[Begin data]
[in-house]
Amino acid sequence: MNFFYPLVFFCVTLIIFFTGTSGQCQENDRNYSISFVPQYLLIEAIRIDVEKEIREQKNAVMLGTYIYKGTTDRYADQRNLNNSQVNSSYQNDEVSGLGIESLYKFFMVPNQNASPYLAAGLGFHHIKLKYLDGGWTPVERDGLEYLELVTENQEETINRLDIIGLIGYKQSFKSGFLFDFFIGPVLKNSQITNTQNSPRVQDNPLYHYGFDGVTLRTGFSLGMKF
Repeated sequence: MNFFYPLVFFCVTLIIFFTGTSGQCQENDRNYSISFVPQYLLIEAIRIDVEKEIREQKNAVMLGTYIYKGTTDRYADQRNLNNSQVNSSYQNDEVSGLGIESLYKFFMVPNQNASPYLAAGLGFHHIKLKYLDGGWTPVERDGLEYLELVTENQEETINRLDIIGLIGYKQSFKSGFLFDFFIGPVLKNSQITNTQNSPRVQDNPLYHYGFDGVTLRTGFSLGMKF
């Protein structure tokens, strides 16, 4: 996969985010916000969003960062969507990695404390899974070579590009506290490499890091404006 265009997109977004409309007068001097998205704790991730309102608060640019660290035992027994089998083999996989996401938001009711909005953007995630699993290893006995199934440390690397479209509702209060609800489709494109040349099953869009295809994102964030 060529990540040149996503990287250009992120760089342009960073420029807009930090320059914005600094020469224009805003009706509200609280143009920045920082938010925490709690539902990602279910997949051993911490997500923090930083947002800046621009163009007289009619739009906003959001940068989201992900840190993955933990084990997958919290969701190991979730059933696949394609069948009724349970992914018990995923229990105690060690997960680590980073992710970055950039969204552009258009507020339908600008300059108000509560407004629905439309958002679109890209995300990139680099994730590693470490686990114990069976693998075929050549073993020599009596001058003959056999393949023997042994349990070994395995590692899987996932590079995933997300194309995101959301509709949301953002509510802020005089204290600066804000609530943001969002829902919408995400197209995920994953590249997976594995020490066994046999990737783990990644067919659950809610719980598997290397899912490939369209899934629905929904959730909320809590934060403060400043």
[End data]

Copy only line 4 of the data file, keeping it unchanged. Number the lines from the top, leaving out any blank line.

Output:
């Protein structure tokens, strides 16, 4: 996969985010916000969003960062969507990695404390899974070579590009506290490499890091404006 265009997109977004409309007068001097998205704790991730309102608060640019660290035992027994089998083999996989996401938001009711909005953007995630699993290893006995199934440390690397479209509702209060609800489709494109040349099953869009295809994102964030 060529990540040149996503990287250009992120760089342009960073420029807009930090320059914005600094020469224009805003009706509200609280143009920045920082938010925490709690539902990602279910997949051993911490997500923090930083947002800046621009163009007289009619739009906003959001940068989201992900840190993955933990084990997958919290969701190991979730059933696949394609069948009724349970992914018990995923229990105690060690997960680590980073992710970055950039969204552009258009507020339908600008300059108000509560407004629905439309958002679109890209995300990139680099994730590693470490686990114990069976693998075929050549073993020599009596001058003959056999393949023997042994349990070994395995590692899987996932590079995933997300194309995101959301509709949301953002509510802020005089204290600066804000609530943001969002829902919408995400197209995920994953590249997976594995020490066994046999990737783990990644067919659950809610719980598997290397899912490939369209899934629905929904959730909320809590934060403060400043």